Click photo to enlarge
From left, Joyce Holsman, Angie Doumitt, Steven Wilde, Larry Trippy's roommate and best friend, and Kimberly Peters support each other as they deal with Trippy's death outside his nwsstand in alameda, Calif., on Wednesday, Feb. 10, 2010. Trippy died of a heart attack Tuesday evening at his home. (Laura A. Oda/Staff)

ALAMEDA — Even if Larry Trippy was not behind the counter of the wooden hut on Park Street where he sold newspapers each day, you knew he was somewhere nearby.

Instead of locking the hut when he ran an errand, Trippy would keep its window open so that customers could pick up a newspaper and leave their money on the counter.

Not only did Trippy trust that people would pay for their newspapers, he trusted passers-by would not steal the coins and bills others left behind.

"Taking care of people, that was his hobby," said Yolanda Schamoni, owner of the Sheer Delight & More on Park Street. "He would do anything for anybody."

Trippy died Tuesday from a heart attack. He was 60.

In the hours after Trippy's death, his friends turned Paul's Newsstand, where he worked for the past four years, into a makeshift memorial for the Vietnam veteran. There were candles and handwritten notes.

Its window, however, was locked.

Just about everyone who frequents Park Street knew Trippy. And those who did not know his name knew his face, and the smile he offered to people as they waited to cross the intersection of Park Street and Santa Clara Avenue.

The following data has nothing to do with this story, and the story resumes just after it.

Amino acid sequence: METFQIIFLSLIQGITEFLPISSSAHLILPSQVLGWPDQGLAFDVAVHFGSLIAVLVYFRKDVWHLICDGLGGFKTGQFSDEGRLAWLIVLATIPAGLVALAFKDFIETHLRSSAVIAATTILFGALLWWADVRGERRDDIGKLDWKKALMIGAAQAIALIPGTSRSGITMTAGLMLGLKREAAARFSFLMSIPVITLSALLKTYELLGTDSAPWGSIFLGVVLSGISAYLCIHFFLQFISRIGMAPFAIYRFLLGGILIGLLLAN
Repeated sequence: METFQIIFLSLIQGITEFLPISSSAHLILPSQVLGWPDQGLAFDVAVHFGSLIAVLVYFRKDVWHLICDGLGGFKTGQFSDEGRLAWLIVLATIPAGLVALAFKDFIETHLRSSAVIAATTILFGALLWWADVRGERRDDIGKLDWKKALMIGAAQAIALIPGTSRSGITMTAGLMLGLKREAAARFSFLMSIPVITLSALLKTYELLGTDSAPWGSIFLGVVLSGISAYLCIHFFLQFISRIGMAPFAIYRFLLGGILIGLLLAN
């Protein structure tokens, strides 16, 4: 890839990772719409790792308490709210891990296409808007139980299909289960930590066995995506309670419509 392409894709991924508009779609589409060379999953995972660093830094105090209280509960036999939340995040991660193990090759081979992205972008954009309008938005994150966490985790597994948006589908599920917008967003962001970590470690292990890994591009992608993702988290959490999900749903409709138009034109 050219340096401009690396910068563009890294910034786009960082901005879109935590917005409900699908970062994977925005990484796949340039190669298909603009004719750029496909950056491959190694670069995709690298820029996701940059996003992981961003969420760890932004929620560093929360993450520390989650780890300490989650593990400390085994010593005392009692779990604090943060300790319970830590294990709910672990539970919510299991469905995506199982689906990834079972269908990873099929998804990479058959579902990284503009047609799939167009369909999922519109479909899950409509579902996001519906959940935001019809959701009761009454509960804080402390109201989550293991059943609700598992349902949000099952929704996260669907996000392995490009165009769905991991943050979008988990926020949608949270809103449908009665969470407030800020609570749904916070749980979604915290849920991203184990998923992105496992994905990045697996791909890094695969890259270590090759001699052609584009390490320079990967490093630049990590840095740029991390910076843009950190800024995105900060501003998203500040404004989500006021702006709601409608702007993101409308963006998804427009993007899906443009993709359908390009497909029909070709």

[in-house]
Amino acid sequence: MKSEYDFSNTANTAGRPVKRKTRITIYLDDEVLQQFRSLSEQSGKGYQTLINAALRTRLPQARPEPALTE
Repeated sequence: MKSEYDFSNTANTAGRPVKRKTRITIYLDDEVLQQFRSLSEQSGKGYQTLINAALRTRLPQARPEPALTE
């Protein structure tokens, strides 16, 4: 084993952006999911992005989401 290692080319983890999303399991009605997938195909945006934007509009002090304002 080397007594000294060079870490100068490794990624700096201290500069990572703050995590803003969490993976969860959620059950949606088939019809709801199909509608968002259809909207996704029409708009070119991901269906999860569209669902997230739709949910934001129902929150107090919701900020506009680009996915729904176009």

"He was the true 'Prince of Park Street,'" said Rob Ratto of the Park Street Business Association. "He had a nice word for everyone. When I heard the news about his death, I was devastated."


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On the portable television that Trippy kept inside the hut — which is just big enough inside for Trippy to sit down — he would watch western movies.

"Gene Autry, Roy Rogers, the television show 'Bonanza,' he loved them all," said Steven Wilde, Trippy's best friend and roommate. "We both loved westerns and we would watch them all the time together."

The hut where Trippy worked is a Park Street landmark.

It was built in 1934 and named after Paul Manning, who like Trippy sold newspapers on the corner. Manning was wheelchair-bound due to polio.

Among his customers was John Mulvany, who worked across the street at Bank of America.

Mulvany donated the materials to construct the hut so that Manning would no longer have to brave the elements.

Joyce Holsman, who works at the Churchward pub on Park Street, said Trippy shared that same kind of concern for his friends.

"He was always helping people," Holsman said. "He would come into the businesses around here and ask, "Can I get you some coffee?' 'Do you need anything?"

Trippy would also often join Schamoni as she walked her 2-1/2-year-old son, Camren, on Park Street.

"He was really proud of him," Holsman said. "You would swear Camren was his own son."

Trippy served in the U.S. Marine Corps in Vietnam. Before he began working at the newsstand, he worked at AMF Southshore Lanes on Park Street. He was originally from Ripley, NY.

Among his survivors are two sisters.

"I still cannot believe he's gone," Ratto said. "The corner will not be the same without him."

Memorial

Friends of Larry Trippy will host a memorial from 1 to 4 p.m. Sunday at the Churchward pub, 1515 Park St. For information, call 510-521-4800.